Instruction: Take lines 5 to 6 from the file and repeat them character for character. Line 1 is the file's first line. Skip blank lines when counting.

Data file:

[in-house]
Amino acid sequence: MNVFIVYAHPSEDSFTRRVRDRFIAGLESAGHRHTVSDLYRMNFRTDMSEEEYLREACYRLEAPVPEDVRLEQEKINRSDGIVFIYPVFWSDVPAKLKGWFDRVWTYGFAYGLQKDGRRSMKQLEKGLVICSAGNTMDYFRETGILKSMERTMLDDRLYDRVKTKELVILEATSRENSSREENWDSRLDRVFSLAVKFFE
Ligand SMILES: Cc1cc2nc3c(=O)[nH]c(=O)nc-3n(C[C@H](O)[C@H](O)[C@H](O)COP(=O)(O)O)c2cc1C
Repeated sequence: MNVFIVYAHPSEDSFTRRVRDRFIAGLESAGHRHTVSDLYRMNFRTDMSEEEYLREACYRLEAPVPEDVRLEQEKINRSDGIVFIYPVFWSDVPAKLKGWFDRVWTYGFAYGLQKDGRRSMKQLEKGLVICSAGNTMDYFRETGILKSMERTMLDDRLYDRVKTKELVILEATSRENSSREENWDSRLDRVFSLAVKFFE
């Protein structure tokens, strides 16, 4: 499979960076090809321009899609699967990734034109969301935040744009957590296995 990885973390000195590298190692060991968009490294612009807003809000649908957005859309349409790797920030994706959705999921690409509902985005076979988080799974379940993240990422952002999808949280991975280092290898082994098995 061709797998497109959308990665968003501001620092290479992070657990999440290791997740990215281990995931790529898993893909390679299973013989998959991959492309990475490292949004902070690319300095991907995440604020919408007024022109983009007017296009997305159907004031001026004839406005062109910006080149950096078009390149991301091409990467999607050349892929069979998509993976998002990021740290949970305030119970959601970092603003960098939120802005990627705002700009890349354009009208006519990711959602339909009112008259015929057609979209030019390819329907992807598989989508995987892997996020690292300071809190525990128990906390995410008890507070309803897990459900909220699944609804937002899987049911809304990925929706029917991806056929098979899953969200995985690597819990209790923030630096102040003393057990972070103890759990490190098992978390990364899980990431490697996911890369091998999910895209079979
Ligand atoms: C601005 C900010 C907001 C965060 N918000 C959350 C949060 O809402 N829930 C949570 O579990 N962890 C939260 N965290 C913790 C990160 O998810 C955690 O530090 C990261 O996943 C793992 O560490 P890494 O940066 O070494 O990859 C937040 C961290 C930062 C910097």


């Protein structure tokens, strides 16, 4: 499979960076090809321009899609699967990734034109969301935040744009957590296995 990885973390000195590298190692060991968009490294612009807003809000649908957005859309349409790797920030994706959705999921690409509902985005076979988080799974379940993240990422952002999808949280991975280092290898082994098995 061709797998497109959308990665968003501001620092290479992070657990999440290791997740990215281990995931790529898993893909390679299973013989998959991959492309990475490292949004902070690319300095991907995440604020919408007024022109983009007017296009997305159907004031001026004839406005062109910006080149950096078009390149991301091409990467999607050349892929069979998509993976998002990021740290949970305030119970959601970092603003960098939120802005990627705002700009890349354009009208006519990711959602339909009112008259015929057609979209030019390819329907992807598989989508995987892997996020690292300071809190525990128990906390995410008890507070309803897990459900909220699944609804937002899987049911809304990925929706029917991806056929098979899953969200995985690597819990209790923030630096102040003393057990972070103890759990490190098992978390990364899980990431490697996911890369091998999910895209079979
Ligand atoms: C601005 C900010 C907001 C965060 N918000 C959350 C949060 O809402 N829930 C949570 O579990 N962890 C939260 N965290 C913790 C990160 O998810 C955690 O530090 C990261 O996943 C793992 O560490 P890494 O940066 O070494 O990859 C937040 C961290 C930062 C910097």